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DEATH FIGURES HIDE FINANCIAL, EMPLOYER THREATS TO WORKERS' HEALTH

Passing the buck on workplace safety

Although Slovakia last year recorded its lowest number of work-related fatal accidents ever - 88 - the National Labour Office has said the figures are little cause for joy.
The number of workplace deaths has fallen, the Office claims, not because of rising safety standards, but due to growing unemployment and shrinking heavy and construction industries, meaning fewer workers in hazardous environments.
What's more, many smaller Slovak firms are putting profits before safety, and throughout Slovak industry employers are taking advantage of the under-financed Labour Office's in ability to carry out safety inspections.


Safety rules on construction sites aren't always strictly enforced in Slovakia. Some employers openly say that they have scant regard for the safety of their workers.
photo: TASR

Although Slovakia last year recorded its lowest number of work-related fatal accidents ever - 88 - the National Labour Office has said the figures are little cause for joy.

The number of workplace deaths has fallen, the Office claims, not because of rising safety standards, but due to growing unemployment and shrinking heavy and construction industries, meaning fewer workers in hazardous environments.

What's more, many smaller Slovak firms are putting profits before safety, and throughout Slovak industry employers are taking advantage of the under-financed Labour Office's in ability to carry out safety inspections.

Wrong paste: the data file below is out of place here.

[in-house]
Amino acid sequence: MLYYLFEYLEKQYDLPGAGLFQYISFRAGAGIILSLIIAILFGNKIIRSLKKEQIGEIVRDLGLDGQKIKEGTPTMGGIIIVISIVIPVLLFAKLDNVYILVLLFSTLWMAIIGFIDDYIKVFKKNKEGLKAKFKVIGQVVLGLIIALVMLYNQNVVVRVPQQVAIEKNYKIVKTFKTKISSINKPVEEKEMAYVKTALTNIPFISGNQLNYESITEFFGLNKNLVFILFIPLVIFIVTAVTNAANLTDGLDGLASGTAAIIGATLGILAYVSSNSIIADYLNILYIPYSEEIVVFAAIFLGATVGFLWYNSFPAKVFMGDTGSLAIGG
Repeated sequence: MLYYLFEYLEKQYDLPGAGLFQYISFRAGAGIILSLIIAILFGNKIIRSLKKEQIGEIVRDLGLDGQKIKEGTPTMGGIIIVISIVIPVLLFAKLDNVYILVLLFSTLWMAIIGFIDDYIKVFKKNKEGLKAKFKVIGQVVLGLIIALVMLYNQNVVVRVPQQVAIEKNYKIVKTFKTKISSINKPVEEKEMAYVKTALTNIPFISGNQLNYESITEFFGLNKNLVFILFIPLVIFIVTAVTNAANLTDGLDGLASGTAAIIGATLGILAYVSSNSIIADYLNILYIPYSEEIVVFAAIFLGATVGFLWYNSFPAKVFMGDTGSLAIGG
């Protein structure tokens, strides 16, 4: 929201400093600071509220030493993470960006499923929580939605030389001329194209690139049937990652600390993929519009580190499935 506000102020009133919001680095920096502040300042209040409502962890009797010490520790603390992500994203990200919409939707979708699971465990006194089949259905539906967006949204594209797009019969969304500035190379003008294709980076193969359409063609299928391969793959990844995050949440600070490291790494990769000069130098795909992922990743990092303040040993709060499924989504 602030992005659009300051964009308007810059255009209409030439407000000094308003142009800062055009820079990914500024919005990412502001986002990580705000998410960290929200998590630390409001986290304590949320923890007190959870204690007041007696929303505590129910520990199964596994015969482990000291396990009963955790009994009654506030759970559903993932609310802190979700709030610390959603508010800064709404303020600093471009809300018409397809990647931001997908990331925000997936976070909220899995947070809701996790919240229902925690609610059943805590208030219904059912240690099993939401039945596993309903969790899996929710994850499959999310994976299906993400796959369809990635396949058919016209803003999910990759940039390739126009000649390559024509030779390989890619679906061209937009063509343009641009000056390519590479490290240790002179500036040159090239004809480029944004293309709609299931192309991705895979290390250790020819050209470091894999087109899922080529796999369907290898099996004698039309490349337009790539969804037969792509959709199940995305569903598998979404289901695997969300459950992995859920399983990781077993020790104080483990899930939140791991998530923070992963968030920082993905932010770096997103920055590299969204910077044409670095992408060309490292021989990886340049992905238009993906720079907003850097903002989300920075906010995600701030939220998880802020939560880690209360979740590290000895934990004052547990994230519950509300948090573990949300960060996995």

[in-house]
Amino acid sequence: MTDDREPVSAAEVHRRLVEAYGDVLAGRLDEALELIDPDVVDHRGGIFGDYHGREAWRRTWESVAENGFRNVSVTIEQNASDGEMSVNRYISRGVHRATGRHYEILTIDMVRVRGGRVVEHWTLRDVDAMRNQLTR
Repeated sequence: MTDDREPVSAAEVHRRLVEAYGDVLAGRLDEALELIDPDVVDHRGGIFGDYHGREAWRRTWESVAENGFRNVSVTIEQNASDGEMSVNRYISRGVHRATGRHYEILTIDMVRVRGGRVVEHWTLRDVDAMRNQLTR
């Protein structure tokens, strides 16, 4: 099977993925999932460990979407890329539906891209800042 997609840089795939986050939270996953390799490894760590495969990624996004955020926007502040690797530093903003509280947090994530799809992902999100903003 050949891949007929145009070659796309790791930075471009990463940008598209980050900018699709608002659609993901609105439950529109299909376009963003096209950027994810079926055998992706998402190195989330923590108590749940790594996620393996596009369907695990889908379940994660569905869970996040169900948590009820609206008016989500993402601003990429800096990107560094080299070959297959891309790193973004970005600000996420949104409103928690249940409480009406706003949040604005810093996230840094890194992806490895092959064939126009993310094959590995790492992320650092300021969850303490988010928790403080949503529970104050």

"Many small and medium-sized enterprises try to save money by not investing into safety and the protection of their employees' health. They want to make profits on low costs," said Rudolf Richter, director of the Labour Inspection Department at the National Labour Inspectorate.

"And they know that we can't check up on all of them because we don't have enough resources," he added.

In 2000 the National Labour Inspectorate's 165 inspectors carried out checks on only 7,609 of the 408,000 registered business entities in Slovakia. They cited 76,787 safety in fractions, a 15.5% increase over 1999.

From the inspections, Richter said, it was clear that problems with safety were most often rooted in the money firms did, or didn't, put into safety. "The most problematic group are cash-strapped small and medium-sized firms employing up to 50 people. They don't have the financial resources to invest into improving safety standards at work," he said.

Ivan Blanár, owner of Kovovýroba, a small manufacturing firm in central Slovakia, admitted his company faced problems finding funds to ensure workers' safety. "It would be impossible to follow all safety regulations because it would swallow up all our revenues. I have solved this by hiring people on the basis of a živnostenský list [a private business licence which allows people to be self-employed - ed. note], meaning they are then responsible for themselves," he said.

Employers to blame

But while a lack of funds may be behind safety shortcomings at some businesses, human resource experts say that employees are also to blame for creating an attitude to workplace safety that breeds accidents.

The Labour Inspectorate's checks last year revealed that employees were to blame for 36% of all fatal accidents, 11% more than in 1999. Meanwhile, employers were at fault in 19% of cases, the same as the previous year.

According to Gerard Koolen, managing partner with Slovak-based HR firm Lugera and Makler, managers of domestic firms, contrary to those in foreign companies, are unwilling to take the extra time to explain to employees the necessity of strictly following safety rules.